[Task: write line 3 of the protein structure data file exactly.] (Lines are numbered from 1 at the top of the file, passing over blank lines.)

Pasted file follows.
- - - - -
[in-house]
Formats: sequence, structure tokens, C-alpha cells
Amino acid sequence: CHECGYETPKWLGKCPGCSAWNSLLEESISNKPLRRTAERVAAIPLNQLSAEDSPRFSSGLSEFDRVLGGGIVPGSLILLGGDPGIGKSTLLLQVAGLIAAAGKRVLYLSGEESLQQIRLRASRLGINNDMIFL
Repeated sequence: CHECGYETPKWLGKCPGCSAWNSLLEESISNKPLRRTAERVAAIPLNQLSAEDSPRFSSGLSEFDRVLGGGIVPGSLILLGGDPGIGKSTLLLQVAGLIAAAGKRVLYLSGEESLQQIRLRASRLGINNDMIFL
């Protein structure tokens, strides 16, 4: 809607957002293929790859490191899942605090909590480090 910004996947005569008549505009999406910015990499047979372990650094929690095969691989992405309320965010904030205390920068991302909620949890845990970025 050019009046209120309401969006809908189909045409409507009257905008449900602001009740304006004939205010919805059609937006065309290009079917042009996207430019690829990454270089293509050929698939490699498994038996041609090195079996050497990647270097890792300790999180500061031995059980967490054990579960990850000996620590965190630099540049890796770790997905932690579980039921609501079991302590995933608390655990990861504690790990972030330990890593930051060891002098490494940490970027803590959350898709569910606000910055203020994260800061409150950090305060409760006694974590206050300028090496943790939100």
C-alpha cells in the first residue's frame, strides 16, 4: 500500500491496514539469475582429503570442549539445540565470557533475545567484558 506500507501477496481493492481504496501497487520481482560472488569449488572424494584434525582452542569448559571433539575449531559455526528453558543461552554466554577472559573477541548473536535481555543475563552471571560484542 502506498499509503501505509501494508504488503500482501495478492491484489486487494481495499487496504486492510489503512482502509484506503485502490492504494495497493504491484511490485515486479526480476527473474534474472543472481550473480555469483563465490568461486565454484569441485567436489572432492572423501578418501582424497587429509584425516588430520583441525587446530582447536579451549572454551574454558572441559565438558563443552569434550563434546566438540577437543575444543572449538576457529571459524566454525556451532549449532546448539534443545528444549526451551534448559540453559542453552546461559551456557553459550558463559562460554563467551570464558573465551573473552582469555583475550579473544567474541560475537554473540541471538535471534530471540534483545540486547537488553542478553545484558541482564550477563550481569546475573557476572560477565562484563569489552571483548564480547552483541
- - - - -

Amino acid sequence: CHECGYETPKWLGKCPGCSAWNSLLEESISNKPLRRTAERVAAIPLNQLSAEDSPRFSSGLSEFDRVLGGGIVPGSLILLGGDPGIGKSTLLLQVAGLIAAAGKRVLYLSGEESLQQIRLRASRLGINNDMIFL